Today starts Memorial Day weekend, the first of this year’s three three-day weekends and historically in Wisconsin, the three-day weekend of the most dubious weather.
This is the point where some commentators harrumph that Memorial Day, which is supposed to honor those who died in military service to our country, has instead become the unofficial first weekend of summer. (Which it is.) It’s not clear to me why those two things need to be mutually exclusive. It’s also not clear to me what setting Memorial Day at its old date, May 30 (which is actually Memorial Day this year), would accomplish.
The reason for Memorial Day was stated by Supreme Court Justice Oliver Wendell Holmes in 1884:
… It celebrates and solemnly reaffirms from year to year a national act of enthusiasm and faith. It embodies in the most impressive form our belief that to act with enthusiasm and faith is the condition of acting greatly. To fight out a war, you must believe something and want something with all your might. So must you do to carry anything else to an end worth reaching. More than that, you must be willing to commit yourself to a course, perhaps a long and hard one, without being able to foresee exactly where you will come out. All that is required of you is that you should go somewhither as hard as ever you can. The rest belongs to fate. One may fall — at the beginning of the charge or at the top of the earthworks; but in no other way can he reach the rewards of victory.
Memorial Day is a reminder of the cost of the reality that there are some things worth fighting for. As has been said by many others, freedom is not free. At the World Economic Forum in Switzerland in 2003, former Secretary of State Colin Powell was asked by the then-Archbishop of Canterbury whether the U.S. relied too much on “hard power,” the military, instead of “soft power,” diplomacy. Powell’s answer:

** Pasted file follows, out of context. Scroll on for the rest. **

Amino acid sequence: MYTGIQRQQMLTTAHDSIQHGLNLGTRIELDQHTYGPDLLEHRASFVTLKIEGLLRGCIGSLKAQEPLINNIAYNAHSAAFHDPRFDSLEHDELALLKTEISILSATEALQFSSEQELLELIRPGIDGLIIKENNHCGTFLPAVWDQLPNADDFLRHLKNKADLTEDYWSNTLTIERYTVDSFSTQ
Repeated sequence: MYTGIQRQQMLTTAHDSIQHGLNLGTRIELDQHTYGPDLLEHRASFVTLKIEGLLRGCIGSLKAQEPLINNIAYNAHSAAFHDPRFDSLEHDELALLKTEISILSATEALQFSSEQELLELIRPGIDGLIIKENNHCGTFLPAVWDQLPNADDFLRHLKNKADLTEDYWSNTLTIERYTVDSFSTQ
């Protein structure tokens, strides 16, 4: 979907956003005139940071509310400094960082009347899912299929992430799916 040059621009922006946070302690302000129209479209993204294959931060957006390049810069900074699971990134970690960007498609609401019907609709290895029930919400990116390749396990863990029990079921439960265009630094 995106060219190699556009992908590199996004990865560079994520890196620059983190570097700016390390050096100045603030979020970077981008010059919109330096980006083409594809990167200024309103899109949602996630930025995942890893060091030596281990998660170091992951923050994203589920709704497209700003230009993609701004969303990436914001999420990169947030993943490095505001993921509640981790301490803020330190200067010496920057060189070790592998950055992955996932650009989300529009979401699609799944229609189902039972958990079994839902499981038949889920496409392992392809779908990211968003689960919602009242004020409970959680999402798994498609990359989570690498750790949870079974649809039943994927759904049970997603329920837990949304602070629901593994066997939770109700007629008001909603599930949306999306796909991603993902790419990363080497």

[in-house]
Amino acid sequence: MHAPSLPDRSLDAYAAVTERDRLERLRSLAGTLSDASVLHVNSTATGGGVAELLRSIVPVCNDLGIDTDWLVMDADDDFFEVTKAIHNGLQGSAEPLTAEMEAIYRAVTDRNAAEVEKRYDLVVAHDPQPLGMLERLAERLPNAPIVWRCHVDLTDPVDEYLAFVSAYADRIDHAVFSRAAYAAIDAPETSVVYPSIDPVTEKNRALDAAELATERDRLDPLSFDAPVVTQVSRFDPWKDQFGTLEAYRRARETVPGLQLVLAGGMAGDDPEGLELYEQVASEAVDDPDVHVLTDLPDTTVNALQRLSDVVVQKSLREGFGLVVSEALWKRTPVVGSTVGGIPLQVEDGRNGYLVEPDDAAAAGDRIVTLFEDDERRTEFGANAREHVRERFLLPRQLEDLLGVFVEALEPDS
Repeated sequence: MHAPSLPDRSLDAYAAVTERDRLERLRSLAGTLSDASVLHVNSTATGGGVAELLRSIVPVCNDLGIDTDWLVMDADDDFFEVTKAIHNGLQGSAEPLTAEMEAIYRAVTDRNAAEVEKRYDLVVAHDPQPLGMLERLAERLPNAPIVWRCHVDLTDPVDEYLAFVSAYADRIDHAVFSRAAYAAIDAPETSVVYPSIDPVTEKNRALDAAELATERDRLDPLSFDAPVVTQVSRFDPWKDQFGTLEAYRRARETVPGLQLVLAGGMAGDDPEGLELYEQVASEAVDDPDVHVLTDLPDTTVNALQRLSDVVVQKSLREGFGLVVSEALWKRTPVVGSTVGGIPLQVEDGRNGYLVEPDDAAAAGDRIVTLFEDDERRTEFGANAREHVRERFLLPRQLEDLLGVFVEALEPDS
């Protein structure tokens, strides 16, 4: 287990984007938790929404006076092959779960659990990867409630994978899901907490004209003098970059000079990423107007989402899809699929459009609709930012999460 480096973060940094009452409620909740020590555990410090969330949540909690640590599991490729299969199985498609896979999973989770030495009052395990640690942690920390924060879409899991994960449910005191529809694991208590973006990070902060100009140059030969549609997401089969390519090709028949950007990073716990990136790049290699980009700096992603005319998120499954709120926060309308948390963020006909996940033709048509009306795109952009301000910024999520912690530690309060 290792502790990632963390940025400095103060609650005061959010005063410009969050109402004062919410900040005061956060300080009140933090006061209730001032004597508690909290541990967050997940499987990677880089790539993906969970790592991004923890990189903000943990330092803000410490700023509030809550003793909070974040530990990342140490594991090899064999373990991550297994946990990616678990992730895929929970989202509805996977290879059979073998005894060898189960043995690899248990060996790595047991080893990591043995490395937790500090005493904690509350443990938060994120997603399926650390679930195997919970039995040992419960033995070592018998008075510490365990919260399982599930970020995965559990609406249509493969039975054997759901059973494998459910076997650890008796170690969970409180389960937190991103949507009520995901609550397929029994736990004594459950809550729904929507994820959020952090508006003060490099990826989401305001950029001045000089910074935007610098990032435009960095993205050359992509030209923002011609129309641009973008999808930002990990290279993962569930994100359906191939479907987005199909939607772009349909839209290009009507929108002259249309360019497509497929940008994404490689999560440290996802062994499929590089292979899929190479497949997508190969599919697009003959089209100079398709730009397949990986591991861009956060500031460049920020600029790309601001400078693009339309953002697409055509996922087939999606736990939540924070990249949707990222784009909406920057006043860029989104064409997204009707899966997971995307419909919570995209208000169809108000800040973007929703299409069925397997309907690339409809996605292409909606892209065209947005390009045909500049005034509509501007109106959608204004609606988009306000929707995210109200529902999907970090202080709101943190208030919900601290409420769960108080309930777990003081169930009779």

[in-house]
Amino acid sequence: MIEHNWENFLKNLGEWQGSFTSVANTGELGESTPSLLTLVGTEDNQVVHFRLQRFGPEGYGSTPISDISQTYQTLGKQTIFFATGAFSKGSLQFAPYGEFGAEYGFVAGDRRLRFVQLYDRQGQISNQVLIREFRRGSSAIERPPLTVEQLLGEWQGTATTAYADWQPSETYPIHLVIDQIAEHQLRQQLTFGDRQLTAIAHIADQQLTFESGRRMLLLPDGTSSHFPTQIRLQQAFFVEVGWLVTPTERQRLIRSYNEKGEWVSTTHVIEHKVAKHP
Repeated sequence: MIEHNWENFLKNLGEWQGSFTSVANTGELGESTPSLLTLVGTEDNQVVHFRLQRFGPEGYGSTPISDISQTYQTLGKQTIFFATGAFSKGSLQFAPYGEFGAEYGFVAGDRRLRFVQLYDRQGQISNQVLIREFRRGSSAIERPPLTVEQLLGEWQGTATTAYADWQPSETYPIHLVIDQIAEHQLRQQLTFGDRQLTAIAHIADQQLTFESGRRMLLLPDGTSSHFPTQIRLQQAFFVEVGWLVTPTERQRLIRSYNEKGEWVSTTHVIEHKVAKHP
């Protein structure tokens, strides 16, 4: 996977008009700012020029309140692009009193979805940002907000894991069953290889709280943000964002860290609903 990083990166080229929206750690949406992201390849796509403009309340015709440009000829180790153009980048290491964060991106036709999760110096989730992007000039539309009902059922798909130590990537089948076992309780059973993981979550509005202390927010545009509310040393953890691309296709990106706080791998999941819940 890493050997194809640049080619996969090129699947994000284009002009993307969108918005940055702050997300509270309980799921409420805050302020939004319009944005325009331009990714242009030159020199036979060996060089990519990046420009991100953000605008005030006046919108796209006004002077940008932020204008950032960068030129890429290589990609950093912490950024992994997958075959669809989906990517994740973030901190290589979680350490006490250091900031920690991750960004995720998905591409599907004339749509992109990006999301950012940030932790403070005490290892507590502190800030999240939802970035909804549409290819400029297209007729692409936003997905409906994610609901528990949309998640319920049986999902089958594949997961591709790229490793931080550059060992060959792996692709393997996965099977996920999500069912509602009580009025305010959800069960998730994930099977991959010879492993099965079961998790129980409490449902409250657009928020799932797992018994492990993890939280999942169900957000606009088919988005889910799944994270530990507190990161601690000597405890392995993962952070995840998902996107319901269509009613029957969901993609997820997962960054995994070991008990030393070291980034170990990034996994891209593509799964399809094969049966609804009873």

“We have gone forth from our shores repeatedly over the last hundred years and we’ve done this as recently as the last year in Afghanistan and put wonderful young men and women at risk, many of whom have lost their lives, and we have asked for nothing except enough ground to bury them in, and otherwise we have returned home to seek our own, you know, to seek our own lives in peace, to live our own lives in peace. But there comes a time when soft power or talking with evil will not work where, unfortunately, hard power is the only thing that works.”
(More from Powell on Memorial Day can be read here.)
In contrast, the live version of Bruce Springsteen’s remake of Edwin Starr’s “War” begins with these deep thoughts: “… Blind faith in your leaders, or in anything, will get you killed.” (Did he mean his wife, his family, God or whatever religion he has, too?) As for the premise stated in the song’s refrain — “War! Huh! What is it good for? Absolutely nothing!” — the survivors of several concentration camps and other victims of Nazi Germany may have a different opinion. For that matter, the fact that one-fourth of the Cambodian population was killed after the end of the Vietnam War suggests that U.S. withdrawal from Southeast Asia may not have been the best thing for Southeast Asia.